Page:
Cepero: Yes. Because I think in activism, when you have a cause and you’re fighting for justice, in some ways you’re going to find many struggles are related because the oppression affects everybody at some point. I’m talking about the queer community. I’m talking about the African diaspora. I’m talking about women. And also for instance, in my community, we are mostly Black or African-descended people. Also feminist and also queer people. And when I talk to my community about food and the need to eat better, I’m talking about self-care. And I think for the Black and queer community, this is a subject we need to embrace in general. It’s just about food, but self-care and self-love.

Thornburgh: One part of your activism obviously is around queer issues. Cuba’s in some kind of crazy place now with Article 68? Was it last year where they had said that, We’re going to make gay marriage legal and write it into the constitution. And then there was a huge backlash. It seems like a really intense time for activism around queer issues. Where are we at now in Cuba with this?

Cepero: Well, I think we keep fighting on it in general, as a human right. That’s what most people in the community think and feel. I stand with the community in this cause, I went on the [“Conga Against Homophobia”] march on May 11 last year. Even though I personally don’t believe in marriage as [an institution].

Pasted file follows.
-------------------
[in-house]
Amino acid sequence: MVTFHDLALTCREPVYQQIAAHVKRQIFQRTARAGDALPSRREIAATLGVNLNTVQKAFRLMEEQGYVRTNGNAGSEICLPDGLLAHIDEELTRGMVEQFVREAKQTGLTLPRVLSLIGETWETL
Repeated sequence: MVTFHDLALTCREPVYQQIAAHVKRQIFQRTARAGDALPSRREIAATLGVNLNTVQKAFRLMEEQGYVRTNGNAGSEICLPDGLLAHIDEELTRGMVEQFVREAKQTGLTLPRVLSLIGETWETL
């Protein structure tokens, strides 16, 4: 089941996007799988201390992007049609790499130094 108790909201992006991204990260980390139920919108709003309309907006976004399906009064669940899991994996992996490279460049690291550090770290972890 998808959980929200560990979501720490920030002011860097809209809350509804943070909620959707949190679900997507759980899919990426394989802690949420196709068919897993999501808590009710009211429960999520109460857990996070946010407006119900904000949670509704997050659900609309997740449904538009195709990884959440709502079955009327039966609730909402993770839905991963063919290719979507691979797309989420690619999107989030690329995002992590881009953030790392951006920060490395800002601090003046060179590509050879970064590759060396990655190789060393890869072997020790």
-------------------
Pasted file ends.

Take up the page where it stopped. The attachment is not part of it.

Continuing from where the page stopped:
Thornburgh: So you’re not going to get married to your partner, but there are rights that go into that. There are rights that are important. Maybe you don’t want to get married, but if you’re in a same-sex relationship, you want to be able to visit them at the hospital, or inherit.

Cepero: Exactly.

Thornburgh: To share all the things that you need to share, to share a life. 

Cepero: Exactly. And is also related to heritage, and a lot of stuff. And I mean, even if this is a right, because it is a right for straight people, who don’t even need to be asking for it, it doesn’t make sense. Because there is no justice to giving privilege to some part of a community and not to another. I mean, it’s 2020.

Thornburgh: It’s 2020.

Cepero: It’s 2020. I remember when I was younger in ’90s when I was a child every year that started with a “2” was something like science fiction. And we are living that science fiction now.

Thornburgh: This is the future.